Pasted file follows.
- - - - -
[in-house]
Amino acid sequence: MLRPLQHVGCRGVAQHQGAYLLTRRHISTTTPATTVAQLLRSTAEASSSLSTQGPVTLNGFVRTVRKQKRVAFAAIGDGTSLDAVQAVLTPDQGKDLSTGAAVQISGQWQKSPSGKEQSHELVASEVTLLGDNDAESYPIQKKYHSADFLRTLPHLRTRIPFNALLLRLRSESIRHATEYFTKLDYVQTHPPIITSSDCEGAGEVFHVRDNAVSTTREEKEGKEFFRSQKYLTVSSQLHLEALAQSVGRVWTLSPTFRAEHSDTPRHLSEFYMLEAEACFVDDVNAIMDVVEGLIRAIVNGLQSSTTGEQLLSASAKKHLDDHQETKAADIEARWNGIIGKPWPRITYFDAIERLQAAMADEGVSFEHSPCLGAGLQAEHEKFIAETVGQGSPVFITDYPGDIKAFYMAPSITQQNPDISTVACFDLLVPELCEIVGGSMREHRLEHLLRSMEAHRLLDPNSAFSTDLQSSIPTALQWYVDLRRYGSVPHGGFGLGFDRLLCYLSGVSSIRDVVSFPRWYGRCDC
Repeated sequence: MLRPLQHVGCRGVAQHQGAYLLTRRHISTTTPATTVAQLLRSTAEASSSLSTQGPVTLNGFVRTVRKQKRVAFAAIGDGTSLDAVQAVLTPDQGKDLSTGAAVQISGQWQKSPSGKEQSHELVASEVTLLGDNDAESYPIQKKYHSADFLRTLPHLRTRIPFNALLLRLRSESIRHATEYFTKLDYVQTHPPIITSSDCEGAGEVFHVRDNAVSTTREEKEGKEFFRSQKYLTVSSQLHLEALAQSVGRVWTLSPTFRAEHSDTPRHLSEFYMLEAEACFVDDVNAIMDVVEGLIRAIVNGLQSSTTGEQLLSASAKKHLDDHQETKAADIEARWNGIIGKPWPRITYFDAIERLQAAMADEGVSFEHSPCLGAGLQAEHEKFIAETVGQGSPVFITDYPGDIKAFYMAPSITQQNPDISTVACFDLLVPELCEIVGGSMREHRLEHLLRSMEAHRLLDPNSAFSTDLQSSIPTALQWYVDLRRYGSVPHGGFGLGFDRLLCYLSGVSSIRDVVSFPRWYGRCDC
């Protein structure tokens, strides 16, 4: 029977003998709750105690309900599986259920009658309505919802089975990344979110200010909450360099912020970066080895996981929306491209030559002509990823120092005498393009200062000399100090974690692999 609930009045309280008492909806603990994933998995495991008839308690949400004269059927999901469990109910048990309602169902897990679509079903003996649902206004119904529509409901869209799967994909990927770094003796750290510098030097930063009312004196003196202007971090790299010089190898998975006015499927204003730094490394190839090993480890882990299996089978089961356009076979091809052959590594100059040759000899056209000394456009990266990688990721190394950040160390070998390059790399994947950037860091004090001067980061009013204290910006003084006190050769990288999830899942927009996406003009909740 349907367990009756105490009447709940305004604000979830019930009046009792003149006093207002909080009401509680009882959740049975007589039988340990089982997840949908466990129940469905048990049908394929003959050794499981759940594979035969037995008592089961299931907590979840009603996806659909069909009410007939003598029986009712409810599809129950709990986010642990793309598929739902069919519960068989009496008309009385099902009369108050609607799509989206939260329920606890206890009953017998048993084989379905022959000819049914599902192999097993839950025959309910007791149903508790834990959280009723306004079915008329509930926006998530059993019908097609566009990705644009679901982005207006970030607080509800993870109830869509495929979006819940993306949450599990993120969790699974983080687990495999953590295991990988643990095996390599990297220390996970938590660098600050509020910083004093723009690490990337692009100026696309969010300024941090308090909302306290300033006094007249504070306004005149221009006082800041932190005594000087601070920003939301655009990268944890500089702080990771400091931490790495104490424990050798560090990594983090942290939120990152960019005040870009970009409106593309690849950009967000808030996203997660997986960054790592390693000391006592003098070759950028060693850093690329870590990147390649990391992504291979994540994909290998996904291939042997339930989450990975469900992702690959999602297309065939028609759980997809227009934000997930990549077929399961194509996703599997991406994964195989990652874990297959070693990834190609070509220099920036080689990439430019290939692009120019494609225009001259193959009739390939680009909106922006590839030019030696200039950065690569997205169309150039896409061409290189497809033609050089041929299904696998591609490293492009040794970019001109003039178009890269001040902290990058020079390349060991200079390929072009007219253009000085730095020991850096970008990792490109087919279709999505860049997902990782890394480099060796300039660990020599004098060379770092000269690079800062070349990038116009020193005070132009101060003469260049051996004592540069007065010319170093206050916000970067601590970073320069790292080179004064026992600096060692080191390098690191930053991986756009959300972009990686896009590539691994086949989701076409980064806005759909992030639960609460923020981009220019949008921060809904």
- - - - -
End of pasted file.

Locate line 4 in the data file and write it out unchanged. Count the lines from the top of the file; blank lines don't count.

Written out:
């Protein structure tokens, strides 16, 4: 029977003998709750105690309900599986259920009658309505919802089975990344979110200010909450360099912020970066080895996981929306491209030559002509990823120092005498393009200062000399100090974690692999 609930009045309280008492909806603990994933998995495991008839308690949400004269059927999901469990109910048990309602169902897990679509079903003996649902206004119904529509409901869209799967994909990927770094003796750290510098030097930063009312004196003196202007971090790299010089190898998975006015499927204003730094490394190839090993480890882990299996089978089961356009076979091809052959590594100059040759000899056209000394456009990266990688990721190394950040160390070998390059790399994947950037860091004090001067980061009013204290910006003084006190050769990288999830899942927009996406003009909740 349907367990009756105490009447709940305004604000979830019930009046009792003149006093207002909080009401509680009882959740049975007589039988340990089982997840949908466990129940469905048990049908394929003959050794499981759940594979035969037995008592089961299931907590979840009603996806659909069909009410007939003598029986009712409810599809129950709990986010642990793309598929739902069919519960068989009496008309009385099902009369108050609607799509989206939260329920606890206890009953017998048993084989379905022959000819049914599902192999097993839950025959309910007791149903508790834990959280009723306004079915008329509930926006998530059993019908097609566009990705644009679901982005207006970030607080509800993870109830869509495929979006819940993306949450599990993120969790699974983080687990495999953590295991990988643990095996390599990297220390996970938590660098600050509020910083004093723009690490990337692009100026696309969010300024941090308090909302306290300033006094007249504070306004005149221009006082800041932190005594000087601070920003939301655009990268944890500089702080990771400091931490790495104490424990050798560090990594983090942290939120990152960019005040870009970009409106593309690849950009967000808030996203997660997986960054790592390693000391006592003098070759950028060693850093690329870590990147390649990391992504291979994540994909290998996904291939042997339930989450990975469900992702690959999602297309065939028609759980997809227009934000997930990549077929399961194509996703599997991406994964195989990652874990297959070693990834190609070509220099920036080689990439430019290939692009120019494609225009001259193959009739390939680009909106922006590839030019030696200039950065690569997205169309150039896409061409290189497809033609050089041929299904696998591609490293492009040794970019001109003039178009890269001040902290990058020079390349060991200079390929072009007219253009000085730095020991850096970008990792490109087919279709999505860049997902990782890394480099060796300039660990020599004098060379770092000269690079800062070349990038116009020193005070132009101060003469260049051996004592540069007065010319170093206050916000970067601590970073320069790292080179004064026992600096060692080191390098690191930053991986756009959300972009990686896009590539691994086949989701076409980064806005759909992030639960609460923020981009220019949008921060809904």